During the Bosnian war, which lasted from 1992 to 1995, Bosnian Serbs, one of the large ethnic groups that made up the former country of Yugoslavia, was on a quest to establish an ethnically homogenous homeland, the Republika Srpska. Standing in the center of their chosen territory was Srebrenica, historically the home to a majority Bosnian Muslim population.
For three years, Bosnian Serb nationalists hounded and terrorized Srebrenica’s Muslim Bosniak population. Finally, toward the end of the war, units of the Bosnian Serb Army of Republika Srpska, under the command of General Ratko Mladić, forced their way into the besieged enclave of Srebrenica, a "safe area" under United Nations protection. The Serbian troops rounded up the population, including hundreds of refugees from surrounding villages. They separated the women and youngest children, and then systematically murdered all males over the age of fifteen. Between July 11 and 31, 1995, they massacred 7 to 8 thousand unarmed men and boys.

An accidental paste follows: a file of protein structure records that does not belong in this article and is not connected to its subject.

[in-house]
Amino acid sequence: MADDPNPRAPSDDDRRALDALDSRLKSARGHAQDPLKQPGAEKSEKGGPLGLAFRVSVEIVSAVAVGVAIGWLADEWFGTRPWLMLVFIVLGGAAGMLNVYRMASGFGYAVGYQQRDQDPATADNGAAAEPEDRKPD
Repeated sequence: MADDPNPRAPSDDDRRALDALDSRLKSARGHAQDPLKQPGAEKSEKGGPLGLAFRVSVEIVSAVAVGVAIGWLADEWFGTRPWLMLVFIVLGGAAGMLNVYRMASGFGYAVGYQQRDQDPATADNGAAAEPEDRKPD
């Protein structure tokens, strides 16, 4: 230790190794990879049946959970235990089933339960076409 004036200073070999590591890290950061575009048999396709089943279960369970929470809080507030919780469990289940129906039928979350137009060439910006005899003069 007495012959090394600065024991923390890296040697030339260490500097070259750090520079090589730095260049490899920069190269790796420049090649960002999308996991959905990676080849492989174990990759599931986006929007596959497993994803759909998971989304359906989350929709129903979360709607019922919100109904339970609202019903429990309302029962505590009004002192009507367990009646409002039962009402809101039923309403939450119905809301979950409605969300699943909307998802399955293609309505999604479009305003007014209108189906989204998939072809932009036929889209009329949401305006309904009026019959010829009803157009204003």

The 1948 United Nations Genocide Convention defines genocide as "acts committed with intent to destroy, in whole or in part, a national, ethnic, racial or religious group". And that is what happened in Srebrenica, according to a report issued in 2004 by the Commission for Investigation of the Events in and around Srebrenica. Back then, the government of Republika Srpska, now an autonomous region within Bosnia i Herzegovina, issued an official apology. But 14 years later, the National Assembly of Republika Srpska rejected the report, claiming that many of the victims are still alive. To this day, denial of the Srebrenica genocide and glorification of those who committed these acts are common within the region.
Speaking at the 28th observance of the Srebrenica Massacre, U.S. Ambassador to Bosnia i Herzegovina, Michael Murphy said that the American people stand in solidarity with the victims, the survivors, and families who grieve for their loved ones.
“The facts about the genocide in Srebrenica have been established beyond the shadow of a doubt,” said Ambassador Murphy.
“The United States calls on the political leaders of Bosnia i Herzegovina to demonstrate respect for the truth, for the memory of the victims of the genocide in Srebrenica, and for the future of Bosnia and Herzegovina, which depends on their ability to acknowledge that genocide occurred in Srebrenica and take the necessary steps to right this and many other wrongs of the 1992-1995 war.”